Posts Tagged ‘freakonomics

21
Apr
08

Reflective System vs. Automatic System

In the short time I’ve been plunged into adulthood (not maturity, mind you), I have observed with endless curiosity the different consciences with which my peers traverse the days and weeks that bring us ever closer to death. It seems as if some of us are more existential, pondering happiness and the meaning of life and various philosophies. We psychoanalyze our past and present, decision-making and those of our friends, acquaintances and family. We are constantly thinking and considering and struggling to find our most productive and positive place in the universe. It can be tiring and half the time I feel like a dog chasing its own tail.

Others are bit more shallow. And I’m not saying that as an insult; it’s simply the best descriptive adjective for the coasting along the status quo I’ve noticed in the lives of many of my peers. Many people simply find a job, get married, and have kids without ever a thought given to trailblazing or creating a masterpiece with this life they’ve been given. They do not question that with which they were raised: religion, fried foods, political parties.  Many do not move away from home or go to college or vote or ever engage in deep thought and discussion and debate.

I do not think I’m better than these people – merely different. It is just so interesting that some of us mentally and spiritually exist always questioning and analyzing and seeking. Others are content as is. It’s CRAZY, people!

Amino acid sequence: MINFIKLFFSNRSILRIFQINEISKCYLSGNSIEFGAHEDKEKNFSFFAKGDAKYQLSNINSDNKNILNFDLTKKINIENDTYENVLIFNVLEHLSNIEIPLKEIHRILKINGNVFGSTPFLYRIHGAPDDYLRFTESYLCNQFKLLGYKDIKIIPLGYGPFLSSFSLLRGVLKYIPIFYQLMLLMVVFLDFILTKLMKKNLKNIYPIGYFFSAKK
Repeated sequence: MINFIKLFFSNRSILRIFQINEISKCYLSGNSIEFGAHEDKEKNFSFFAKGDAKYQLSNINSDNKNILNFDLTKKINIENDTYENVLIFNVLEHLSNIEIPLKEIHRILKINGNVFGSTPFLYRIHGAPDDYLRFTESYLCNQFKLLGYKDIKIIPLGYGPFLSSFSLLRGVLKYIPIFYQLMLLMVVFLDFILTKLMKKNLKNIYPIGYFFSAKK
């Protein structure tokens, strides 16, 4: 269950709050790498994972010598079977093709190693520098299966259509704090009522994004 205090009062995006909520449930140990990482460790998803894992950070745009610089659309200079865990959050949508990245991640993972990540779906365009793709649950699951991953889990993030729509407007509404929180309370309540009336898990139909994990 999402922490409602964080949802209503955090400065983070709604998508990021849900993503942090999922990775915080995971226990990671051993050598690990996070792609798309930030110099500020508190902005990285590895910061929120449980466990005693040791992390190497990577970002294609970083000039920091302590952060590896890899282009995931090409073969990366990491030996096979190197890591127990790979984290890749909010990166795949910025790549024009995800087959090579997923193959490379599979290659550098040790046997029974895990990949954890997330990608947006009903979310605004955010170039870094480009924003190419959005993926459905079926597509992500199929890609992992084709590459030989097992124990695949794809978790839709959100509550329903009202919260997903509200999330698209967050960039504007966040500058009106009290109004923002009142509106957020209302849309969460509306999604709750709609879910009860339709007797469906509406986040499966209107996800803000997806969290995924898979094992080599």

And, what’s ever crazier, is the Freakonomics blog interviewing Richard Thaler and Cass Sunstein, authors of Nudge, Improving Decisions on Health, Wealth, and Happiness. My jaw nearly dropped when I read this question and answer section:

“Q: You write that human brains function either on their more deliberate and self-conscious Reflective System or their intuitive, rapid Automatic System (Homer Simpson), and that voters seem to primarily rely on the latter. (So much so that it’s possible to predict the outcome of elections by testing automatic responses.) Can you make any predictions about the presidential election based on which candidate has more “automatic appeal?”

A: We are betting on the guy from Illinois — the one who used to teach at the University of Chicago Law School. Admittedly, we might be biased, but we have seen first hand the way people immediately relate to him, and that should help.

Also, it is important not to push this evidence too far. Although initial impressions are important, certainly many voters do use their reflective systems to consider each of the candidates with care. We think the country is lucky to have three smart candidates who can give voters plenty to think about.”

Perhaps I’m reading into this text way too much or focusing on some obscure point, but I just feel so relieved that others have noticed the difference in people’s cognitive behavior and have even given it a term: Reflective System vs. Automatic System. I just wish I knew why some choose to reflection while others simply function without much ado.

Perhaps I’m being too reflective about Reflective System. More times than I’d like, I find myself wishing for a more Automatic life – but then would this existence be as flavorful? Would it matter at all? Would chocolate still taste as good?

No wonder I drink so much.

20
Mar
08

Freakonomics Posts Newt Gingrich’s Answers to Reader Questions

You can read his answers here.

Of course, they were boring and politically contrived. The explanations he gives for the partisanship of the 90’s is an example of his delusional excuses for the behavior of him and his ilk. He seems to be reaching into the same bag of untruths and ambiguous explanations that provide Dick Cheney with all his diarrhea of the mouth.

Example:

“Q: Do you think that corporations have too much power in government, through lobbyists and monetary incentives? What should be done to correct what I see as an imbalance of power between voters and the rich/powerful?